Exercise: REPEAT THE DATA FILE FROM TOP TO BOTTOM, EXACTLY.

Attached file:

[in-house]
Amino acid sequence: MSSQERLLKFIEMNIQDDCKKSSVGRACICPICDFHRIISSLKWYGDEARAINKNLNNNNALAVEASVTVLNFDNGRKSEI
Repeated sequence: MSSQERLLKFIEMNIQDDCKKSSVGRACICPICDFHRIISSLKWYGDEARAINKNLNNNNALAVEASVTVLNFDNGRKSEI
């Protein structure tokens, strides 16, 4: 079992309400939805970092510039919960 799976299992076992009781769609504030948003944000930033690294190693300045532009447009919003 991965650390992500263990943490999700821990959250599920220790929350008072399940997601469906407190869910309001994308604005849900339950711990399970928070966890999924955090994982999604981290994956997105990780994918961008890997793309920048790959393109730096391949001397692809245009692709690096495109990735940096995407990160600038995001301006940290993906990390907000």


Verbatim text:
[in-house]
Amino acid sequence: MSSQERLLKFIEMNIQDDCKKSSVGRACICPICDFHRIISSLKWYGDEARAINKNLNNNNALAVEASVTVLNFDNGRKSEI
Repeated sequence: MSSQERLLKFIEMNIQDDCKKSSVGRACICPICDFHRIISSLKWYGDEARAINKNLNNNNALAVEASVTVLNFDNGRKSEI
């Protein structure tokens, strides 16, 4: 079992309400939805970092510039919960 799976299992076992009781769609504030948003944000930033690294190693300045532009447009919003 991965650390992500263990943490999700821990959250599920220790929350008072399940997601469906407190869910309001994308604005849900339950711990399970928070966890999924955090994982999604981290994956997105990780994918961008890997793309920048790959393109730096391949001397692809245009692709690096495109990735940096995407990160600038995001301006940290993906990390907000």